Friday, July 20, 2018

Groovy Joe: If You're Groovy and You Know It

Groovy Joe: If You're Groovy and You Know It. Eric Litwin. Illustrated by Tom Lichtenheld. 2018. Scholastic. 32 pages. [Source: Review copy]

First sentence: If you're groovy and you know it greet the day!

Premise/plot: This picture book is part of the Groovy Joe series by Eric Litwin. It is a play on the classic song, "If You're Happy And You Know It." The picture book has a lot of "verses" to sing covering Groovy Joe's entire day.

My thoughts: I liked this one. I'm not sure I loved, loved, loved it. But I certainly enjoyed it. I like the illustrations. The song was cute.

Text: 3 out of 5
Illustrations: 4 out of 5
Total: 7 out of 10 

© 2018 Becky Laney of Young Readers

Thursday, July 19, 2018

Board book: Let's Go, Rescue Trucks

Let's Go, Rescue Trucks! Scholastic. 2018. 12 pages. [Source: Review copy]

First sentence: My lights flash bright red and blue. Helping out is what I do! I am a police car. Make my wheels spin. Let the rescue begin!

Premise/plot: Little ones "meet" different types of rescue trucks in this rhyming novelty board book. The rescue trucks are a police car, an ambulance, tow truck, lifeguard truck, fire truck, snow plow.

My thoughts: All you really need to know is that there are spinning wheels that you can spin from any page--same wheels, different trucks. They make a delightful clackety noise too.

© 2018 Becky Laney of Young Readers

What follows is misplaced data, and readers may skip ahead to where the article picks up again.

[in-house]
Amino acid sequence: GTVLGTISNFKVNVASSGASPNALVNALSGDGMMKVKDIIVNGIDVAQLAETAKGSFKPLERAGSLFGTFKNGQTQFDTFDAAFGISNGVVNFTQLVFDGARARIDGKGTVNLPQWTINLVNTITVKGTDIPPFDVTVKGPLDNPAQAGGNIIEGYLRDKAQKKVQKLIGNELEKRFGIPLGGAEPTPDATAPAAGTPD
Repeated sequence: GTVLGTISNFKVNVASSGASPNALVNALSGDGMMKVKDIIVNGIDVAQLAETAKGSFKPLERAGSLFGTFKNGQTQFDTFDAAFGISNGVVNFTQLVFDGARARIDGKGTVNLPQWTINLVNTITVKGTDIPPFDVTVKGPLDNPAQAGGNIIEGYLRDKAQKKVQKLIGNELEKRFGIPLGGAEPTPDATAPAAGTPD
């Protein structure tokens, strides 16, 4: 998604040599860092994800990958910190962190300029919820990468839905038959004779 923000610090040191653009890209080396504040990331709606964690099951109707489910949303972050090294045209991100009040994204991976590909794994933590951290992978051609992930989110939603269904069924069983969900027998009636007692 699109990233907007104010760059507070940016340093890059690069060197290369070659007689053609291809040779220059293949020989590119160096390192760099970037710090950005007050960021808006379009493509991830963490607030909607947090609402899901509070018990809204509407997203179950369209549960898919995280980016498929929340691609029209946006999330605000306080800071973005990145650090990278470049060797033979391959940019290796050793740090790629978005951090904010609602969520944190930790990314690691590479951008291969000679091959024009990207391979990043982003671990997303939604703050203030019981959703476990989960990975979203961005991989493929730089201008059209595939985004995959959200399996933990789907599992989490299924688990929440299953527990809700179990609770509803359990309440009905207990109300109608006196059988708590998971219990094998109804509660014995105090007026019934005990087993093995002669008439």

Wednesday, July 18, 2018

Peter & Ernesto

Peter & Ernesto: A Tale of Two Sloths. Graham Annable. 2018. First Second. 128 pages. [Source: Review copy]

First sentence: Rabbit. Good one. Oh! Bear! Oooo! Scary! You finish the hibiscus, Ernesto! Thanks, Peter!

Premise/plot: Peter and Ernesto star in this graphic novel for young readers. Peter and Ernesto may both be sloths but the similarities end there. Ernesto is ADVENTUROUS, BRAVE, CURIOUS, DARING. Peter is, well, perfectly content to stay in his one tree and watch the same piece of sky every day. He doesn't want adventure. He fears nearly everything that unfamiliar to him. One day Ernesto decided to leave Peter and go on a BIG adventure. The story follows both Ernesto and Peter.

Peter can't escape adventure after Ernesto leaves the tree. There is something that Peter fears worse than leaving the comfort of his own home, and that is the idea that something terrible could happen to Ernesto. Peter MUST save Ernesto and bring him back home. The idea of SAVING ERNESTO gives Peter courage to explore the world around him, meet new animals, make a few friends. Ernesto is busy making friends too. Everywhere he goes, Ernesto makes friends. His quest is quite extraordinary.

My thoughts:  I liked this one. I did. Peter is my kind of sloth. It was a fun story just right for little readers beginning to pick up graphic novels.

© 2018 Becky Laney of Young Readers

Tuesday, July 17, 2018

Today I Feel...An Alphabet of Feelings

Today I Feel...An Alphabet of Feelings. Madalena Moniz. 2017. Abrams. 64 pages. [Source: Review copy]

A Adored
B Brilliant
C Curious
D Daring
E Excited
F Free
G Grumpy

Premise/plot: This picture book by Madalena Moniz is an alphabet book of feelings or emotions.